Paul Moulton, SME and Corporate Distribution Director at AXA Health discusses why insurers are seeing growing employer demand for PMI, despite challenging economic conditions.
Traditionally the two biggest influences on demand for private healthcare have been firstly the economy, in terms of how wealthy businesses and people feel and, secondly, the ability to access treatment in the NHS.
Whilst significant economic pressures remain, but the priority for staff to be able to access health services has many organisations looking to increase their healthcare spending despite the economic headwinds.
Comparison to previous economic downturns
In the financial crisis of 2008, companies took deep and immediate action, with the vast majority of businesses reducing operating and discretionary spend.
This time around there are many of the same drivers in terms of issues around the cost of running an organisation, yet there is growing demand for access to a range of health services.
As a result, many organisations are looking to broaden their health benefit provision rather than cut or reduce it and appear willing to allocate additional budget to support these requirements. This can take the form of extending to more staff access to traditional support in terms of intervention to treat acute illness, through to providing access to support in such areas as digital GP services, mental health, menopause support, fertility, neurodiversity and male and female healthcare more broadly.
How to justify costs
Whilst it is recognised that there is a very symbiotic relationship between demand and cost - if there is more demand, the overall cost to businesses will rise – in more benign times this would typically lead to a reduction in demand. However, in the current circumstances people are less likely to give up their medical cover.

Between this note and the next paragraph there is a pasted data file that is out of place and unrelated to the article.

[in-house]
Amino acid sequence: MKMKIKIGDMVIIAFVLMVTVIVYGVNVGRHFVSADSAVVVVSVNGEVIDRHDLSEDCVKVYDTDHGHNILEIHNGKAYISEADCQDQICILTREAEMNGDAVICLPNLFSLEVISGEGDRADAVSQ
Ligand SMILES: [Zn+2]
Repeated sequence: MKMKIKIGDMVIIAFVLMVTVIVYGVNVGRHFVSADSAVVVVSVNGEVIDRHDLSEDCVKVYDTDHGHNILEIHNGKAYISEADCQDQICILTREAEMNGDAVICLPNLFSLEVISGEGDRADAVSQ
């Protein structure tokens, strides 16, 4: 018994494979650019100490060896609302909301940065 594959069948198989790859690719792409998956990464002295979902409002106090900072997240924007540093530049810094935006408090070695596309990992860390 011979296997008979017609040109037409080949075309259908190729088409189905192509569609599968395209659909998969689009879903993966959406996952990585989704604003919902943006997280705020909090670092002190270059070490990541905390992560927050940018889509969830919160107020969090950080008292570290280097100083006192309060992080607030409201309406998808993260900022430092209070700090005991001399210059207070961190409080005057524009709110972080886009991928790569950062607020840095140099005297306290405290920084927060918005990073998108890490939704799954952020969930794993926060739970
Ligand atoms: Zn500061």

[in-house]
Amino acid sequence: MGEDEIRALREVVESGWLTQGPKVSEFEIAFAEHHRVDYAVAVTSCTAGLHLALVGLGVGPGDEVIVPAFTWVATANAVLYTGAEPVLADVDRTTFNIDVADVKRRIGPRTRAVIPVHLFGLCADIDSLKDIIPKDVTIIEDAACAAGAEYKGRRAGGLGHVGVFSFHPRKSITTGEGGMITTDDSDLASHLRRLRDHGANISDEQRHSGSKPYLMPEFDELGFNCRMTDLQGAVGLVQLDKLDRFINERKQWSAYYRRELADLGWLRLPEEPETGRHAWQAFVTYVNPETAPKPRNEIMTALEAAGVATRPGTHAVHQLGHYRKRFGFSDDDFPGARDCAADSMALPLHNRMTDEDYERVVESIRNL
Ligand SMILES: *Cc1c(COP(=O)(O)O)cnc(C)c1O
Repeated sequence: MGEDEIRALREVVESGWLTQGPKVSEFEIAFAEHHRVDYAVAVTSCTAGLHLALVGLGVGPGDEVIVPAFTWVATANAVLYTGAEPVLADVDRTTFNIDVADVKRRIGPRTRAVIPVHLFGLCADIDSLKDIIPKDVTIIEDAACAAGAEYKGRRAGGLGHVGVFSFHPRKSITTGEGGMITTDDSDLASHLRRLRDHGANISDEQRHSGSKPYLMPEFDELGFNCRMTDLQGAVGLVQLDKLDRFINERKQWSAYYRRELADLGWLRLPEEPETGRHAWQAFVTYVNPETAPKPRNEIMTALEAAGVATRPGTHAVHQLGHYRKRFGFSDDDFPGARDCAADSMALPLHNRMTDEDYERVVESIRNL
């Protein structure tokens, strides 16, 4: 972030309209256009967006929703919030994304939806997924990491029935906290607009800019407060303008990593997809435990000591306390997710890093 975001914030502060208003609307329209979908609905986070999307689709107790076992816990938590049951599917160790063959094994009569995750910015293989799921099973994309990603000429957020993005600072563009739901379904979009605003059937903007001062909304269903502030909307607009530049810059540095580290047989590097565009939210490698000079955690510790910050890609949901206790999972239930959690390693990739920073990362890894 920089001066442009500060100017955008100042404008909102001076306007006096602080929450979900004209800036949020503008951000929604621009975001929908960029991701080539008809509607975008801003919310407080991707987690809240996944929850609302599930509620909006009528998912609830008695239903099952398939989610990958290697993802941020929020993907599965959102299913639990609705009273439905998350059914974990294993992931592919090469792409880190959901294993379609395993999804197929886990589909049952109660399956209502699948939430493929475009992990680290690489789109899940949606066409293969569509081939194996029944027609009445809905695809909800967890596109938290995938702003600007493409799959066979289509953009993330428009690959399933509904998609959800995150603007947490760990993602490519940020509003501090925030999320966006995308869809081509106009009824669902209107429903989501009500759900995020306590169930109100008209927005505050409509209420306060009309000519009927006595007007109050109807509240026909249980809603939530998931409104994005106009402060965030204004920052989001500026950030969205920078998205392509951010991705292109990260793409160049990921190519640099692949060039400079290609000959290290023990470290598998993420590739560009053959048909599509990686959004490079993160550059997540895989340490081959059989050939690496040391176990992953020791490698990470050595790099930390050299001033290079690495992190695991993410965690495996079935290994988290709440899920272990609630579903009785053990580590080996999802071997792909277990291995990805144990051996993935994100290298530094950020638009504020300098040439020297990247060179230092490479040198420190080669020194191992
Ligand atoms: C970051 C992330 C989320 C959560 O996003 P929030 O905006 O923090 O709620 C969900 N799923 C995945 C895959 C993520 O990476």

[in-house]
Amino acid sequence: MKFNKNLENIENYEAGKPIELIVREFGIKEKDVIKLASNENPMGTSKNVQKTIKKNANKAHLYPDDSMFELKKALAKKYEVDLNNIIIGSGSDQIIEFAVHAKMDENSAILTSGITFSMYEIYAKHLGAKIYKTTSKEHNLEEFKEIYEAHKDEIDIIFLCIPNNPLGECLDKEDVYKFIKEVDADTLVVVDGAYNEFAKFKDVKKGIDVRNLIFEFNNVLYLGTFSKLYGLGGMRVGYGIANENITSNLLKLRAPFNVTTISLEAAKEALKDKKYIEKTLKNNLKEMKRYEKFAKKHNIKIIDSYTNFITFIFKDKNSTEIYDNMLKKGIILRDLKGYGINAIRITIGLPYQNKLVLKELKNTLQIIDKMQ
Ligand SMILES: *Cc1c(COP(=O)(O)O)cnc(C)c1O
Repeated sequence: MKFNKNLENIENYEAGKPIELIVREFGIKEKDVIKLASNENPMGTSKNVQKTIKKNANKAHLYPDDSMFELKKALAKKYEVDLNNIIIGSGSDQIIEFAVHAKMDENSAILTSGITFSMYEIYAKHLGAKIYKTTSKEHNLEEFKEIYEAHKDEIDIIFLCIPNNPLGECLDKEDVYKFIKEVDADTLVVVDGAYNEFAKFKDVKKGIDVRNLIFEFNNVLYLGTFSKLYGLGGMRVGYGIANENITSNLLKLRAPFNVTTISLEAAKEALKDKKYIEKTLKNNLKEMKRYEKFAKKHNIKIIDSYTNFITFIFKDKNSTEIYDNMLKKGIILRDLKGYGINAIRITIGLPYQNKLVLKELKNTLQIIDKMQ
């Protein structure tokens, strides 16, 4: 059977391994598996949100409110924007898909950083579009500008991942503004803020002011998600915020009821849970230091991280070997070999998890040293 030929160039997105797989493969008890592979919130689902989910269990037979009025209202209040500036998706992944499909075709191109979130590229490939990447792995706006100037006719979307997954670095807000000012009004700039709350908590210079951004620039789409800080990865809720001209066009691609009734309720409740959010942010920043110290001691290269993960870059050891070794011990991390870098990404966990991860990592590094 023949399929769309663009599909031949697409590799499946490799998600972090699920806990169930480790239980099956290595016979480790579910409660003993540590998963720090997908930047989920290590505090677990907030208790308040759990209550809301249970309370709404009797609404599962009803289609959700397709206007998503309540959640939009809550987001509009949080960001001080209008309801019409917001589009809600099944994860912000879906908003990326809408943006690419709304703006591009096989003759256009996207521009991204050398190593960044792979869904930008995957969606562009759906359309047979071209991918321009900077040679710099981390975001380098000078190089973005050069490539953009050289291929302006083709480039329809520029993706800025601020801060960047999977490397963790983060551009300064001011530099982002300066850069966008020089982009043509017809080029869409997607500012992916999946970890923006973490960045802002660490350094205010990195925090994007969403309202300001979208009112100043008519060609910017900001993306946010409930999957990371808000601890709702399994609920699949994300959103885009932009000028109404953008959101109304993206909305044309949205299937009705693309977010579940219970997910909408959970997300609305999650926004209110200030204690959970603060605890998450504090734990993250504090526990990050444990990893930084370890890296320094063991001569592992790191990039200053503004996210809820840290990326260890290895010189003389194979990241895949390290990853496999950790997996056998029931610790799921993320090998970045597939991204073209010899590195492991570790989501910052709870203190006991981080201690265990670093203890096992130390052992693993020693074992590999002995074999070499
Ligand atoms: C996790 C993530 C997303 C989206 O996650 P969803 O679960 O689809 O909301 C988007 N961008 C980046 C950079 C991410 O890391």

Many organisations have looked at a modular approach to offering health benefits thus ensuring more access to help and support if required whilst retaining a sensible balance between value and cost.
Overall investment in the health-side of benefits is on the rise as employers recognise the value it brings to their people.
Competing in the war for talent
Alongside increasing budget allocation to healthcare to ensure the health of staff, employers are also mindful of a tight labour market which has itself been exacerbated by rising long-term sickness absences.
During lockdown, many organisations froze recruitment and development, and the end result has been an increase in the war for talent.
People are re-evaluating where and how they want to work. As such, it is absolutely crucial that alongside compensation, employers are able to offer attractive healthcare and risk benefits within their wider reward strategy. It’s not just employers who understand the pressures on the NHS, so do their employees.
Medical insurance has always been high up the list of priorities, but it, and other health services, are becoming more and more important when employees look at potential career changes.